``There's a significant portion of those of us here at Stanford that just don't believe that play should have continued,'' Cardinal coach David Shaw said. ``That's never going to change, and I think that only adds to the lore of that play.''

Asked for his response this week, Cal coach Jeff Tedford said: ``Of course it was a legal touchdown. What kind of question is that?''

Tedford's ties to The Play run on both sides.

In the summer of 1979, he played quarterback opposite Elway - and with Moen - in the North-South Shrine Game at the Rose Bowl, joking, ``I was just happy to be there.'' Then Tedford's Fresno State team played UNLV on Nov. 20, 1982, and he was excited to learn later that night that Moen scored Cal's winning touchdown.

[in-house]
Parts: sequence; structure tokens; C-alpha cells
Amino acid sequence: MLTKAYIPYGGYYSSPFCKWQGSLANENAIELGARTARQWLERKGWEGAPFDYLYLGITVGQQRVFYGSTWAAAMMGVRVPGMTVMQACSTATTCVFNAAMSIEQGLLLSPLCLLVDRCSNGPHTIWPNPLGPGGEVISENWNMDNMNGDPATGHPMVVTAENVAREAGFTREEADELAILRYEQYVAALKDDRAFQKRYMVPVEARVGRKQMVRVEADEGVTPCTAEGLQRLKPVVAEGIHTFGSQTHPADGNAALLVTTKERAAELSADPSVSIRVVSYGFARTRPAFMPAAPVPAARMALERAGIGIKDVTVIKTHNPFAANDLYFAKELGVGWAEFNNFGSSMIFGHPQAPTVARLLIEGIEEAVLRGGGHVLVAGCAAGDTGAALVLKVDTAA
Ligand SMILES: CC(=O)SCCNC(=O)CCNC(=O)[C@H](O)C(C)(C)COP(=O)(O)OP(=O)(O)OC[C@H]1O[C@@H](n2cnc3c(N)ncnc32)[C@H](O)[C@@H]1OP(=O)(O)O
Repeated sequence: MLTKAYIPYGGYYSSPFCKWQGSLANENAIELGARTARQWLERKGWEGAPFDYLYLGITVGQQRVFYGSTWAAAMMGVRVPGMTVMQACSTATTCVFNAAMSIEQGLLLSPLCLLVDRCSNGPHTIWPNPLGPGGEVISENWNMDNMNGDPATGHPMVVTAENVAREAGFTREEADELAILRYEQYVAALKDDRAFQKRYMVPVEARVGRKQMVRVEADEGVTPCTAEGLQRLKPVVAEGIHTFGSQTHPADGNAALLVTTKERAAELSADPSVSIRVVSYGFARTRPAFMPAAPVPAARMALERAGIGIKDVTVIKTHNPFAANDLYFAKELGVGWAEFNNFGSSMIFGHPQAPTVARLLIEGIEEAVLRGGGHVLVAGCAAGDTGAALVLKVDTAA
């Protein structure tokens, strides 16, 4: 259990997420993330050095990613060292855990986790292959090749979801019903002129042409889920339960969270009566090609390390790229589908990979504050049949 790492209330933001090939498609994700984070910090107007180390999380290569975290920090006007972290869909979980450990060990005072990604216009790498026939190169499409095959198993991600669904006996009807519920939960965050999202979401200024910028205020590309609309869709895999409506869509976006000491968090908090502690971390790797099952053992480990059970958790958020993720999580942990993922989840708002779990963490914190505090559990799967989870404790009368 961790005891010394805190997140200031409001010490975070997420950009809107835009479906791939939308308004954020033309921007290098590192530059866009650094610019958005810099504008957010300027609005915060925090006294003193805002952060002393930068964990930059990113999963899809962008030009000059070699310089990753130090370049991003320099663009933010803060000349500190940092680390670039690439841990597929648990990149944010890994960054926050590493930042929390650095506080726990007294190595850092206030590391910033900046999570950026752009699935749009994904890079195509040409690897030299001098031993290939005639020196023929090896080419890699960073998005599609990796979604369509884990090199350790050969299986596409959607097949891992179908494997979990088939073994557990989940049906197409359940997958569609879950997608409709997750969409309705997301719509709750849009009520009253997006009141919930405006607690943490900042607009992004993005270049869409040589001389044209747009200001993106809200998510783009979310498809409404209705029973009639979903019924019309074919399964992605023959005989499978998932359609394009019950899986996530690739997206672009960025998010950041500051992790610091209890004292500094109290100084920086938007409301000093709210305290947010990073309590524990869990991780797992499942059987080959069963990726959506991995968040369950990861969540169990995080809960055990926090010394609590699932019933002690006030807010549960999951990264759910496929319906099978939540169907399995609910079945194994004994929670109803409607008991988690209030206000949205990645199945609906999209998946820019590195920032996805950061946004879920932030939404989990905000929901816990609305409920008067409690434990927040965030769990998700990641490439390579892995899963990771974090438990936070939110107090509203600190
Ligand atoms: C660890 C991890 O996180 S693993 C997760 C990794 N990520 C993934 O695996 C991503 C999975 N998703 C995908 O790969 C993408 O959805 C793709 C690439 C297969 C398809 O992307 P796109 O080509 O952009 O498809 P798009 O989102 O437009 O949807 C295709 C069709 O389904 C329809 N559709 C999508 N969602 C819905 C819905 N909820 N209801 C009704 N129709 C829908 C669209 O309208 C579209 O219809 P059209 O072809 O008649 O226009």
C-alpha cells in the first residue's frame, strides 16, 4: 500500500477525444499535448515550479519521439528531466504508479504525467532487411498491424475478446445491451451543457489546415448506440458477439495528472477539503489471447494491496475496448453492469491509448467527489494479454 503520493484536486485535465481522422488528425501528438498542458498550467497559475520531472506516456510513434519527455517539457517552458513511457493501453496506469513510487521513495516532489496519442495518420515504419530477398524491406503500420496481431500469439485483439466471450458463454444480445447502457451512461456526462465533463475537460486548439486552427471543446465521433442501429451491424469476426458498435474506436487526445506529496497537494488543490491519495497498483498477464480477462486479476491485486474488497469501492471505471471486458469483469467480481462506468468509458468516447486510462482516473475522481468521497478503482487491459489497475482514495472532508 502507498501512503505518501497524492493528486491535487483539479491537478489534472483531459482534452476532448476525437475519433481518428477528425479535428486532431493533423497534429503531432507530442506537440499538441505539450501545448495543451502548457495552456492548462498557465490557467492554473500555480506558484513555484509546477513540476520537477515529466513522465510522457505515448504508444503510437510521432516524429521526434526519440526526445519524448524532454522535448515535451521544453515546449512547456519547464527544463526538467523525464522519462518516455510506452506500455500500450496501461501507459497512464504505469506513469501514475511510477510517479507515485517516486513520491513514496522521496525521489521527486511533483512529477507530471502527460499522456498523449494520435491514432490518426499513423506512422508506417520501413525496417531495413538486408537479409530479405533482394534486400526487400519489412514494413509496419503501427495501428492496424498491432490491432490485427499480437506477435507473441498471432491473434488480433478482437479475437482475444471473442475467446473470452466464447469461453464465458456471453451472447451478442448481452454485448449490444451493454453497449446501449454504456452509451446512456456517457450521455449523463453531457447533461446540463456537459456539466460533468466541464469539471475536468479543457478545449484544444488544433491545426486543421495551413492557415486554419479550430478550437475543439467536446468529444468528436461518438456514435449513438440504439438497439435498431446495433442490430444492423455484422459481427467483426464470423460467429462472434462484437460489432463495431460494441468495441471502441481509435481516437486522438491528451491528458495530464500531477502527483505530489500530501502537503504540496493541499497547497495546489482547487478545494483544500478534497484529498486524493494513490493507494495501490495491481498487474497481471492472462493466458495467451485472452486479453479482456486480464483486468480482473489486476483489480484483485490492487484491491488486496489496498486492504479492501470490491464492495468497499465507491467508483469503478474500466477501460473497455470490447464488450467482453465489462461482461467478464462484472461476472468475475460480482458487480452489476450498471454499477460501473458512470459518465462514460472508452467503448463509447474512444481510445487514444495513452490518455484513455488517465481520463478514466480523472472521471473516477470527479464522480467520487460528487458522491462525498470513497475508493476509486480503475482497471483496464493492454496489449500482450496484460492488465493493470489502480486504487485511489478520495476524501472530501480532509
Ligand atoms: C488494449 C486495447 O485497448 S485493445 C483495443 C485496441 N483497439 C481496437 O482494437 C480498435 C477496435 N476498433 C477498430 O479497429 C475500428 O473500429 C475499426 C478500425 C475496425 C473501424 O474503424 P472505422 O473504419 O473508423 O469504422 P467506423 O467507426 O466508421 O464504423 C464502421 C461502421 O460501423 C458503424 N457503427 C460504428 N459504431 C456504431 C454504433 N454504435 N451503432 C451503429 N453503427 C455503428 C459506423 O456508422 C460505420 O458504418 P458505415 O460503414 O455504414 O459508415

``At the time, you didn't know what kind of impact or history it would make,'' Tedford said. ``It's probably the most famous play in football history.''

While The Play has become the single largest part of the Big Game's hefty history, it's hardly the only memory of a rivalry that dates back to 1892 - when future President Herbert Hoover was Stanford's team manager.

Shaw's favorite Big Game moment came watching from the Stanford sideline as a true freshman in 1990, when Ed McCaffrey caught a 19-yard touchdown pass with 12 seconds left. Stanford went for the winning two-point conversion but missed, leaving Cal ahead 25-24.

Cal fans rushed the field but referees called a 15-yard delay of game penalty because time still remained. Stanford recovered the ensuing onside kick, and somehow in the scrum kicker John Hopkins' practice net on the sideline had been taken away.